To address this “problem,” in 1786, Spanish colonial Governor Don Esteban Miró enacted the Edict of Good Government, also referred to as the Tignon Laws, which “prohibited Creole women of color from displaying ‘excessive attention to dress’ in the streets of New Orleans.” Instead, they were forced to wear a tignon (scarf or handkerchief) over their hair to show that they belonged to the slave class, whether they were enslaved or not. In The Devil’s Lane: Sex and Race in the Early South, historian Virginia M. Gould notes that Miró hoped the laws would control women “who had become too light skinned or who dressed too elegantly, or who competed too freely with white women for status and thus threatened the social order.”

In response to the laws, Creole women did cover their hair, but they did so with intricate fabrics and jewels (think Angela Bassett in American Horror Story as real-life New Orleans sorceress, Marie Laveau). As Baton Rouge curator Kathe Hambrick put it in a recent interview with The Advocate, “they owned it and made it a part of their fashion.” Instead of a cover-up, the wraps became a symbol style. And, of course, the women continued to attract men with their extravagant hairdos.

I recommend reading the whole article over there.

If you’d like to see what some of these amazing fashions looked like, I highly recommend checking out artist Agostino Brunias (one of his paintings is used to illustrate the article above):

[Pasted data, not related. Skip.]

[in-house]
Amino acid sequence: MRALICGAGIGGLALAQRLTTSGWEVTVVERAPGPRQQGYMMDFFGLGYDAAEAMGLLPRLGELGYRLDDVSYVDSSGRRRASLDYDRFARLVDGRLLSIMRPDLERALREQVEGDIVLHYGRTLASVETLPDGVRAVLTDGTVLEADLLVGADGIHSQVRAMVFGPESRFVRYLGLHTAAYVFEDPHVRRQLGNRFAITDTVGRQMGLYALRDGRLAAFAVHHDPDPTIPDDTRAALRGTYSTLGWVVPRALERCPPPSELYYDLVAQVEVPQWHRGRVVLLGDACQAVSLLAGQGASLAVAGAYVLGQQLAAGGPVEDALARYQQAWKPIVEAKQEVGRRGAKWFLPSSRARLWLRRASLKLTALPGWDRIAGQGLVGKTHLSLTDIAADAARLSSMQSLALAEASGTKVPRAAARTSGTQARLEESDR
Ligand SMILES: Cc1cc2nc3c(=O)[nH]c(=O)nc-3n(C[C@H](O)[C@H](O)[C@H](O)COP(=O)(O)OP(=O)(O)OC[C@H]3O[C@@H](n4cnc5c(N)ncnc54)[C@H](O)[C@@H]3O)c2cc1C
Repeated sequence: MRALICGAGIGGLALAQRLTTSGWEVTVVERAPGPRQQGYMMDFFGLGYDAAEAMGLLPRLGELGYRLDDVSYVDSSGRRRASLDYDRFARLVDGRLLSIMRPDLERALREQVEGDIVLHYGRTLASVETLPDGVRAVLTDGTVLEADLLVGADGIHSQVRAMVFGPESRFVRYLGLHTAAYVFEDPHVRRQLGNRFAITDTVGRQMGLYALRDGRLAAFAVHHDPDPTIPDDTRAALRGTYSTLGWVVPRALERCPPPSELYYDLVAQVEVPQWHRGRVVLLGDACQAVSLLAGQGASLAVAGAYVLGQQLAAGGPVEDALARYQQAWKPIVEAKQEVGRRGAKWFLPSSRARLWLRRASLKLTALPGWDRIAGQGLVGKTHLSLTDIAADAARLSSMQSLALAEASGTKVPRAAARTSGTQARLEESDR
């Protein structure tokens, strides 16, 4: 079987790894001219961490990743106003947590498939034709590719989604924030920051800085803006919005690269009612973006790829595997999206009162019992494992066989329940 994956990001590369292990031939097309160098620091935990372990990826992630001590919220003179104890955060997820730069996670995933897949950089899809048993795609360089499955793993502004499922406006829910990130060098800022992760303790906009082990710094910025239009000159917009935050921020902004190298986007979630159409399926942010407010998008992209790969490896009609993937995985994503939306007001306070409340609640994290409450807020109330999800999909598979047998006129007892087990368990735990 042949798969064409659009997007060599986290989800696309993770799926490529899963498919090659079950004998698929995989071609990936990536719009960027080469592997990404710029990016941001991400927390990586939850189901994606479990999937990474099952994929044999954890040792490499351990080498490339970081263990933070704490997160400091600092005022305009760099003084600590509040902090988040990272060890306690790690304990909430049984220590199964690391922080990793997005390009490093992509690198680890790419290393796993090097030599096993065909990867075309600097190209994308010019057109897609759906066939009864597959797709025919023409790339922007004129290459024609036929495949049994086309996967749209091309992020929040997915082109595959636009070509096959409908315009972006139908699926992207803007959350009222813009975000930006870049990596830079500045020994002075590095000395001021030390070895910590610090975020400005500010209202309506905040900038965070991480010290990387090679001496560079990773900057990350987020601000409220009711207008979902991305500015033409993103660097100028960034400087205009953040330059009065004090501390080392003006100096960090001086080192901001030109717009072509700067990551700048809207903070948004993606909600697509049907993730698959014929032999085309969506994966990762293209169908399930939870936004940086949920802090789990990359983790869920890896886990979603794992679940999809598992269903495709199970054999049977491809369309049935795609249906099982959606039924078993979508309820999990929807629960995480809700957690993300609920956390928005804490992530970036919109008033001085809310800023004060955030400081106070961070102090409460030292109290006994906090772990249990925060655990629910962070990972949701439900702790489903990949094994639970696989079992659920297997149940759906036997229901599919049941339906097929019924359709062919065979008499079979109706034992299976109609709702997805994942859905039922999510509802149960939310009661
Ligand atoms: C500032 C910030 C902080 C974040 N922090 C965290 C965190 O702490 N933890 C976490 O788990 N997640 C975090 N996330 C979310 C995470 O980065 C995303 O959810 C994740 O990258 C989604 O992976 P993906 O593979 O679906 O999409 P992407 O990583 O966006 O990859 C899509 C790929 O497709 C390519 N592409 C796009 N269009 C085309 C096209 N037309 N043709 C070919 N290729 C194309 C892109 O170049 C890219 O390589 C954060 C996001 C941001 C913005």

Diversity work and digital carework in higher education | Roopika Risam:

“Diversity” has become a managerial directive for the twenty-first
century university in the United States. In its endless pursuit of
diversity, the contemporary academy has required faculty, staff, and
administrators to perform diversity work, marshaling the labor of
employees to undertake diversity initiatives, often in addition to their
stated job descriptions.

Participating in diversity work is a trap into
which those whose work is guided by an ethical commitment to
communities underrepresented in academia and those who belong to these
communities risk falling.

This phenomenon has a long history, reflecting
a tradition of activism performed by people of color, women, and LGBTQ
scholars who have demanded that the scholarship of their communities be
taken seriously as “academic.” Yet, the advent of social media has added